Don't Ask, Don't Tell's End Marks ROTC's Beginning at UC Irvine

Last week, when the U.S. military's "Don't Ask, Don't Tell" policy was officially repealed, UC Irvine's inaugural class of ROTC cadets began participating in the campus' new program.

That wasn't just a coincidence.

Campus officials first talked to the U.S. Army about establishing an ROTC program during the 2009-10 academic year, but that was delayed due to warring policies: the U.S. military's vs. the UC's.

One one side was "Don't Ask, Don't Tell." On the other, the UC's full nondiscrimination policy, which prohibits discrimination based on race, color, national origin, religion, sex, gender identity, pregnancy, physical or mental disability, medical condition (cancer-related or genetic characteristics), ancestry, marital status, age, sexual orientation, citizenship, or service in the uniformed services.

Sharon Salinger, UC Irvine's dean of undergraduate education who had begun the initial talks with the Army, discovered this after approaching Kirsten Quanbeck, UCI's assistant executive vice chancellor and director of UCI's Office of Equal Opportunity & Diversity, about implementing an ROTC program that fall, reports UC Irvine Today.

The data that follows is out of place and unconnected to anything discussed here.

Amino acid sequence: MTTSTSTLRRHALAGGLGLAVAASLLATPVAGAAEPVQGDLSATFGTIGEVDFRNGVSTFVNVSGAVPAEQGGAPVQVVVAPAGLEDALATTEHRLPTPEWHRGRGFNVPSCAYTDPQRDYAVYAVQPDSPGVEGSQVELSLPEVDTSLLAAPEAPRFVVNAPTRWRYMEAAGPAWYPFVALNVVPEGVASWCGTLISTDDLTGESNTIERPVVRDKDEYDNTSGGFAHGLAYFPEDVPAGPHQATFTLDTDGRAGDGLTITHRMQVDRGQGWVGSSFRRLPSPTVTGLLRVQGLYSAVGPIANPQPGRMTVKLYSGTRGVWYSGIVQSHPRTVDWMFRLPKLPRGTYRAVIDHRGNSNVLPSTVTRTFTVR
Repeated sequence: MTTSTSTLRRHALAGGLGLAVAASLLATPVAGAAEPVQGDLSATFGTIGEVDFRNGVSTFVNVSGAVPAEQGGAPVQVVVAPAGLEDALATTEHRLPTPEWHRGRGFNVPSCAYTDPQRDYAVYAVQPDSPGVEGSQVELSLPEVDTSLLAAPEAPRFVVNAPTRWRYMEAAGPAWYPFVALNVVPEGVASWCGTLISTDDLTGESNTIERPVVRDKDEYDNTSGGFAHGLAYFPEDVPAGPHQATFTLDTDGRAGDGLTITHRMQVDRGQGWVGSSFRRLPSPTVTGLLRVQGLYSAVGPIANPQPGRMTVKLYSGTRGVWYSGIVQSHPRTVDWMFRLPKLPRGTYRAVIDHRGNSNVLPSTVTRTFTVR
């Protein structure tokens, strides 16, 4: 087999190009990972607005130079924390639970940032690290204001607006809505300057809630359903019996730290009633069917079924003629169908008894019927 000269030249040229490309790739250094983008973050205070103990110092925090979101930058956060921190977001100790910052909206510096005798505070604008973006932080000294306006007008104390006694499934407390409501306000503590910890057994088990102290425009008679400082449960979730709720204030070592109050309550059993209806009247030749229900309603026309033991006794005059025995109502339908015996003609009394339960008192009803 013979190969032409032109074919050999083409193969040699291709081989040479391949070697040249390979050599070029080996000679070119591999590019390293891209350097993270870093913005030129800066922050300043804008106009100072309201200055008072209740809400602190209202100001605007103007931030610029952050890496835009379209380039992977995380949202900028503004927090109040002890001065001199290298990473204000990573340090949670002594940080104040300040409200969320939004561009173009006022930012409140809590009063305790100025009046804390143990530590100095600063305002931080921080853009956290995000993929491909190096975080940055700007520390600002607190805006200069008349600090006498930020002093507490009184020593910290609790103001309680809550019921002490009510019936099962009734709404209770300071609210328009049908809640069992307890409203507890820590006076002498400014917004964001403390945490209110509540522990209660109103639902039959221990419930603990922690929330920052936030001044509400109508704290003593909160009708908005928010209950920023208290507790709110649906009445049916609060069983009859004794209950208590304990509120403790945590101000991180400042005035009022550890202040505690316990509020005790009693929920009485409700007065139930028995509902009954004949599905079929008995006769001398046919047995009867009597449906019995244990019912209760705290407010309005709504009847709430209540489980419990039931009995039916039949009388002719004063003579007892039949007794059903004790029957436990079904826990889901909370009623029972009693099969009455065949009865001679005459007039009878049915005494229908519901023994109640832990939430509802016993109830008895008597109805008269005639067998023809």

When President Barack Obama signed the bill repealing "Don't Ask, Don't Tell" on Dec. 22, 2010, Salinger, Quanbeck and Kyhm Penfil, campus counsel, knew that regulations officially dismantling the policy would follow--as well as the opportunity to bring the ROTC to UCI.

Now, it's finally there and, as Salinger will gladly tell you, open to all.

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mitch young
mitch young

Actually there has been ROTC at Cal, UCLA, UCSB etc all along. The UC's are landgrant universities, and so could not bar ROTC, whatever homosexual friendly policies they had. It's probable the the military just wasn't interested in UCI, and at any rate UCI students could probably drill with CSUF or another school.

In other words, this narrative, either your construction or that of UCI, is probably BS.

13 Stoploss
13 Stoploss

Actually, neither of these stories paint an accurate picture to how it went down... maybe you missed that there were a few years of intense struggle between student cadet's and the chancellor--not over discrimination, not at first, but lastly--over highly suspect and unnamed reasons? Here's what happened before the deal went down:

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